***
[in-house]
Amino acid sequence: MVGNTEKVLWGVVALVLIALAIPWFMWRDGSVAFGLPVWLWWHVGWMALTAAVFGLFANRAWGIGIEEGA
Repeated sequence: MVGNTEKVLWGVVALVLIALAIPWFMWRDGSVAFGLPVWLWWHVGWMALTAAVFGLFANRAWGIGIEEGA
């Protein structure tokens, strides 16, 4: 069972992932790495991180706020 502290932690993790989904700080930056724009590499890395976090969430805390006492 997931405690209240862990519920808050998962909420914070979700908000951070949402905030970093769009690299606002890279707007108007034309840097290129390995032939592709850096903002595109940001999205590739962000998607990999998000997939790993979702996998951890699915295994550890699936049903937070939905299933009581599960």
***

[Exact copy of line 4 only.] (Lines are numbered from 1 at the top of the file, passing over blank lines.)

């Protein structure tokens, strides 16, 4: 069972992932790495991180706020 502290932690993790989904700080930056724009590499890395976090969430805390006492 997931405690209240862990519920808050998962909420914070979700908000951070949402905030970093769009690299606002890279707007108007034309840097290129390995032939592709850096903002595109940001999205590739962000998607990999998000997939790993979702996998951890699915295994550890699936049903937070939905299933009581599960």